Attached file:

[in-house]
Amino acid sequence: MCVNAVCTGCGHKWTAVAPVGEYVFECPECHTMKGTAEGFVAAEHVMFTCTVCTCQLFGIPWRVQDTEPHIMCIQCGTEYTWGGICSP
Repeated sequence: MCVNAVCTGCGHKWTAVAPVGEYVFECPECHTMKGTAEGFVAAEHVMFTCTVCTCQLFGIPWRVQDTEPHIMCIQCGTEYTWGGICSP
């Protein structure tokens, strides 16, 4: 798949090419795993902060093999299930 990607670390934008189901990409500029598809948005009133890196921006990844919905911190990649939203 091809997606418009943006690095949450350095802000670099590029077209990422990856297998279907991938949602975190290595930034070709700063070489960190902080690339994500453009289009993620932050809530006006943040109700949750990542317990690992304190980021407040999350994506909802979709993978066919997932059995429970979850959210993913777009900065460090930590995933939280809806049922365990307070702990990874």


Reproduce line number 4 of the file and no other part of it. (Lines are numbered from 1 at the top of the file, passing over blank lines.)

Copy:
């Protein structure tokens, strides 16, 4: 798949090419795993902060093999299930 990607670390934008189901990409500029598809948005009133890196921006990844919905911190990649939203 091809997606418009943006690095949450350095802000670099590029077209990422990856297998279907991938949602975190290595930034070709700063070489960190902080690339994500453009289009993620932050809530006006943040109700949750990542317990690992304190980021407040999350994506909802979709993978066919997932059995429970979850959210993913777009900065460090930590995933939280809806049922365990307070702990990874």